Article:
Paramount's 'Legally Blonde' musical makes a strong case for fun
"Legally Blonde: The Musical" -- ★ ★ ★
It's easy to underestimate a musical like "Legally Blonde," the confection adapted from the 2001 film about Elle Woods, a perky, privileged California girl who follows the boyfriend who dumped her to Harvard Law School in an effort to win him back.
"Legally Blonde," by composer/lyricists Laurence O'Keefe and Nell Benjamin and writer Heather Hatch, is pure fluff. Unreservedly and unapologetically so.
But don't let the peppy score, MTV- and aerobic dance-inspired choreography, chirpy sorority gal Greek chorus and cheeky sexual innuendo fool you. The savvily self-aware "Legally Blonde" knows what it is. Trent Stork, director and co-choreographer of Paramount Theatre's irrepressible production, and his ebullient cast know it, too.
They deliver everything demanded by this frothy tuner -- which Stork locates squarely in the selfie era -- that unfolds as a series of Elle-orchestrated makeovers.
While the show tips its hat to sisterhood and female power, one scene in particular is strikingly resonant in the wake of the #MeToo movement. It occurs late in the second act during an exchange between Elle (Casey Shuler) and Professor Callahan (James Rank) that concludes with the professor's unwanted kiss. Convincingly played by Shuler, the scene conveys the demoralizing effect of sexual harassment: the way it assaults a woman's dignity, diminishes her accomplishments and reduces her to an object. It's a fine moment for Paramount newcomer Shuler, in a performance that is both strong and sweet.
Who would have thought "Legally Blonde" would have such resonance? You'd never guess it by the opening number, which finds the women of UCLA's Delta Nu squealing with excitement at the expected engagement of fashion-conscious, Malibu-born sorority president Elle to big man on campus Warner (Tyler Lain).
Harvard-bound Warner has other plans. The aspiring politico breaks up with Elle, explaining he has to marry a Jackie (Bouvier) not a Marilyn (Monroe). Determined to win him back, Elle follows him to Harvard accompanied by best pooch pal Bruiser (rescue dog Frankie), where she meets Warner's new girlfriend, disdainful blue-blood Vivienne (Jacquelyne Jones).
With support from her Greek chorus (Lucy Godinez, Sara Reinecke and Kyrie Courter) and guidance from graduate teaching assistant Emmett (Gerald Caesar, a classic good guy), Elle goes from unprepared law school newbie to standout scholar. She earns a spot on Callahan's team representing fitness guru Brooke Wyndham (the spirited Jenna Coker Jones), who is charged with murdering her much older husband.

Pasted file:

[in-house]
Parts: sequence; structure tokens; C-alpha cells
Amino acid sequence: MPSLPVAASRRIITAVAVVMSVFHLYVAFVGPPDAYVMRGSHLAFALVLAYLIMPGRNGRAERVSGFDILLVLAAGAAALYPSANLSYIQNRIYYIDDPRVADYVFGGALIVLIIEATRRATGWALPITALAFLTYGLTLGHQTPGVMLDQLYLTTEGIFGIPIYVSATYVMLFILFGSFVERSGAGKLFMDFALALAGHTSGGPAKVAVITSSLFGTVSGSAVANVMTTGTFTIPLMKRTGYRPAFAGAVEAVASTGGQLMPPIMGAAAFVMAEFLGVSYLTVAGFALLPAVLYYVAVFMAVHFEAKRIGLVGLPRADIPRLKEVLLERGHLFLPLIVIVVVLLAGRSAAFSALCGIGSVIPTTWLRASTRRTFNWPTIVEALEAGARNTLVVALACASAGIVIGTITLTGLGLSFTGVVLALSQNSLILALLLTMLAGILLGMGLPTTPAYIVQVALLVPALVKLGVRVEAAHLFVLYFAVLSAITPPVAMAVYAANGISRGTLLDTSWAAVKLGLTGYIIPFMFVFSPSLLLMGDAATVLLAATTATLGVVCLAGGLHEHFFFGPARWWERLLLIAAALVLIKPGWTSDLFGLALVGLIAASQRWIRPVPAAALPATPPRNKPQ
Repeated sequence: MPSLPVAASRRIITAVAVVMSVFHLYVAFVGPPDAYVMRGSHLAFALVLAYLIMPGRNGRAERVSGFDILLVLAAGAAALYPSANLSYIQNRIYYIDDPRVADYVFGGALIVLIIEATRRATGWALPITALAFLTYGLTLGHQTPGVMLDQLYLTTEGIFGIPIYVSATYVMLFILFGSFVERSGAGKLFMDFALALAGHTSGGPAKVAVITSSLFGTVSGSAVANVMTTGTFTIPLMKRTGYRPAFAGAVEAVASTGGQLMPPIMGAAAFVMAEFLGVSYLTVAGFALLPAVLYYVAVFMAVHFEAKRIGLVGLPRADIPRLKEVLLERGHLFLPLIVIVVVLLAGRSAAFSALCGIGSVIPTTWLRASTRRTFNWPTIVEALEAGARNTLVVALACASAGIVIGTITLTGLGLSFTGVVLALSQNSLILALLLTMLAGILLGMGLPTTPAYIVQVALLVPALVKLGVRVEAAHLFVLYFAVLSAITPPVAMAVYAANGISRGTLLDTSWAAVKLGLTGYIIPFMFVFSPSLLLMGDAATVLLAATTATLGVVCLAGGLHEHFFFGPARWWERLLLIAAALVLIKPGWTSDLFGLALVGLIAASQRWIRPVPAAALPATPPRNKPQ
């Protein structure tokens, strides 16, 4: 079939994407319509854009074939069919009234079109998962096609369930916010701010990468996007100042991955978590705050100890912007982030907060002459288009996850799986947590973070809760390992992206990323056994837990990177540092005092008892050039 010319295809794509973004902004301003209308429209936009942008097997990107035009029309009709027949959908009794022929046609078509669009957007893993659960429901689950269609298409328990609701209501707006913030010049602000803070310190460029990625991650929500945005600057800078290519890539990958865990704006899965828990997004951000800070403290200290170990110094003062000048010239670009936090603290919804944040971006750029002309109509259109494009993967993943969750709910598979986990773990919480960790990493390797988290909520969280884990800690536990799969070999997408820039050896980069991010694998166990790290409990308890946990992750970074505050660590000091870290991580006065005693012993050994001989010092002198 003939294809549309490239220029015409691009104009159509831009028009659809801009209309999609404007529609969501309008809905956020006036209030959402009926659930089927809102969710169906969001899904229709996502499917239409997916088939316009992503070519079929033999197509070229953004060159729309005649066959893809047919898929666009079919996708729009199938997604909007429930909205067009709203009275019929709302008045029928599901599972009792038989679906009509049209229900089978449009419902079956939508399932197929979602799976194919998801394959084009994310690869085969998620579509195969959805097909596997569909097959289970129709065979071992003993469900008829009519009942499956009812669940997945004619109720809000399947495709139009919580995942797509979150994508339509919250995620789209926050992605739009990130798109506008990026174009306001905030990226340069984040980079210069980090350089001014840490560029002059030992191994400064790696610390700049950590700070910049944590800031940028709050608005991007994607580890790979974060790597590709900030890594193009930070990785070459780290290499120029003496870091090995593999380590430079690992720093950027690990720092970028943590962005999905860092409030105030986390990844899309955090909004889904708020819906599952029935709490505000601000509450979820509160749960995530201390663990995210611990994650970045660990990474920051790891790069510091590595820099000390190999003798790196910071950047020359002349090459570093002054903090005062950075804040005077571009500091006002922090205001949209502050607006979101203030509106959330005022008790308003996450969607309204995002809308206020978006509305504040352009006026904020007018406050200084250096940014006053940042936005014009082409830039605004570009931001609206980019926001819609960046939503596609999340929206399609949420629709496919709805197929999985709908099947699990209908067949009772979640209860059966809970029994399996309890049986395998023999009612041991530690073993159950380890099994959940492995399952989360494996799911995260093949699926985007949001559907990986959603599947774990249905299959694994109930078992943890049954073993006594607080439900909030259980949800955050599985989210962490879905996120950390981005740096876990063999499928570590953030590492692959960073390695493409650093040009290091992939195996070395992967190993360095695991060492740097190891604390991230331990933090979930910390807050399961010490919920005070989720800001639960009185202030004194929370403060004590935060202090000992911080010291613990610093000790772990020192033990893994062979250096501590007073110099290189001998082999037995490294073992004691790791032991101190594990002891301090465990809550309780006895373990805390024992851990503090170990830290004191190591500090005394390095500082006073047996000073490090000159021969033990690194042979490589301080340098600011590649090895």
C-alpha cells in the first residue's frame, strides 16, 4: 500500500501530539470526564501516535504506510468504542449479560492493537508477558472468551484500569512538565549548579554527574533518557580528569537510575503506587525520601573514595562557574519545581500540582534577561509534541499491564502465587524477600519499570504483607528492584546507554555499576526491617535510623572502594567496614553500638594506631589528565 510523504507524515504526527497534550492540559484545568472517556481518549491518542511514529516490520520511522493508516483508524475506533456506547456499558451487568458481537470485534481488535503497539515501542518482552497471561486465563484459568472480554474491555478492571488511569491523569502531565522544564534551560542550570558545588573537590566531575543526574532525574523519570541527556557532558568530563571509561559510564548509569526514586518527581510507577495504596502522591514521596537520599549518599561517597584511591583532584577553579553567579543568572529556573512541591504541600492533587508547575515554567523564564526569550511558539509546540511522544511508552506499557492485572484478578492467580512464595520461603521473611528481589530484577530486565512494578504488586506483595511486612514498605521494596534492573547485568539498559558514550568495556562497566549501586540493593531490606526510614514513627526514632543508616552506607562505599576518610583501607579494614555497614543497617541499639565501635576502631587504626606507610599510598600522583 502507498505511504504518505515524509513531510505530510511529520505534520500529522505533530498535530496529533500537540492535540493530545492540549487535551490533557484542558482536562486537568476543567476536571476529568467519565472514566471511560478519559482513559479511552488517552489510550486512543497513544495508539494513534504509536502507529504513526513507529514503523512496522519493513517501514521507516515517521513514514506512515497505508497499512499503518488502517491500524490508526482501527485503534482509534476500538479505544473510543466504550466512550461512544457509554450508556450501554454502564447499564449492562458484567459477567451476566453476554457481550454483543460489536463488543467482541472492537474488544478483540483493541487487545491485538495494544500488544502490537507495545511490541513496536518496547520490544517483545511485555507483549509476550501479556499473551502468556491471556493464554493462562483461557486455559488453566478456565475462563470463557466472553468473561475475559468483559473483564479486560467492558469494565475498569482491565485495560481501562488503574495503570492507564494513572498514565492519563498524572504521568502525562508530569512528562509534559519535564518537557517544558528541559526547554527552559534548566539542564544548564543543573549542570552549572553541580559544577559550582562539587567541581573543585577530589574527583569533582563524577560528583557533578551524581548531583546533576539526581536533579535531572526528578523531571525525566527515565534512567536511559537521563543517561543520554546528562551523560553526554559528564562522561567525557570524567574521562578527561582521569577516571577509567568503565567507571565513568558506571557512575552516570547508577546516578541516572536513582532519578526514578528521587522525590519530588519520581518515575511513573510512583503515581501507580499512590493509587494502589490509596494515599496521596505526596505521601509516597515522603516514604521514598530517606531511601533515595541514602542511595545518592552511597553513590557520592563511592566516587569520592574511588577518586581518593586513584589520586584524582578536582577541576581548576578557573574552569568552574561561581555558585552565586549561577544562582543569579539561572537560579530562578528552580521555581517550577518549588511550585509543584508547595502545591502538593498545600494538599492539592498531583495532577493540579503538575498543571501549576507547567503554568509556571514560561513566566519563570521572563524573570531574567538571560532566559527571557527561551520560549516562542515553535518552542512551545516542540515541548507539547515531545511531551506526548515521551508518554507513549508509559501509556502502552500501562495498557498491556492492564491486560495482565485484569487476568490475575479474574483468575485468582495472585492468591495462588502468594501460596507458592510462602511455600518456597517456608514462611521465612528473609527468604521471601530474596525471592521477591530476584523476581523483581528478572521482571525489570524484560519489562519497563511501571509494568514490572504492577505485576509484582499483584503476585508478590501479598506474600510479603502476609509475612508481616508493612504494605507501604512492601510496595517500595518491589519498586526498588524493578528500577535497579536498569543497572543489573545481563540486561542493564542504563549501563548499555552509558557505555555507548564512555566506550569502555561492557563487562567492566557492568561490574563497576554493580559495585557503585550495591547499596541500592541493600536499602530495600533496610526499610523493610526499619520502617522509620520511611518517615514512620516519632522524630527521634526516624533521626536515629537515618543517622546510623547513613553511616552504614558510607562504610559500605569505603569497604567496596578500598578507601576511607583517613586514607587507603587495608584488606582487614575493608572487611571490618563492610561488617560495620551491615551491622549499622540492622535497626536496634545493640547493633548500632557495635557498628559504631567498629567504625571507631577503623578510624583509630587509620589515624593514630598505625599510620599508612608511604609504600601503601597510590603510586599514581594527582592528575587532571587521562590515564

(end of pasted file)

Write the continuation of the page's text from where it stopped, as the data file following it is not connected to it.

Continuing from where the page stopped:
Outside the courtroom, Elle befriends salon owner Paulette (the funny Sophie Grimm), tutoring her in "Bend and Snap" moves to help her land the hunky UPS delivery man (James Doherty). Elle also helps her friend reclaim her beloved bulldog Rufus (Romeo) from a no-good ex-boyfriend.
Predictably, applause greets the canines every time they trot onto Jeffrey D. Kmiec's attractive set, which is dominated by Greek columns and a giant iPhone and bathed in designer Nick Belley's beautiful lighting.
The score isn't particularly memorable and the show could lose a couple of numbers, starting with a pair of superfluous Irish jigs. That said, Callahan's Gilbert & Sullivan-inspired "Blood in the Water" and "Chip on My Shoulder," in which Emmett challenges Elle's privilege, are solid. And "Legally Blonde" has a bona fide showstopper in the rollicking courtroom number "There! Right There!" where defense attorneys, prosecutors and observers try to decide if witness Nikos (Anthony Sullivan Jr.) is "gay or European."
That isn't enough to rank "Legally Blonde" among first-tier musicals. But like Elle Woods herself, it exceeds expectations in charming and surprising ways.
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Location: 23 E. Galena Blvd., Aurora, (630) 896-6666 or paramountaurora.com
Showtimes: 1:30 and 7 p.m. Wednesday, 7 p.m. Thursday, 8 p.m. Friday, 3 and 8 p.m. Saturday, 1 and 5:30 p.m. Sunday; through Oct. 21
Running time: About 2 hours, 30 minutes including intermission
Parking: Limited street parking, paid lots nearby
Rating: For teens and older; includes adult language and sexual references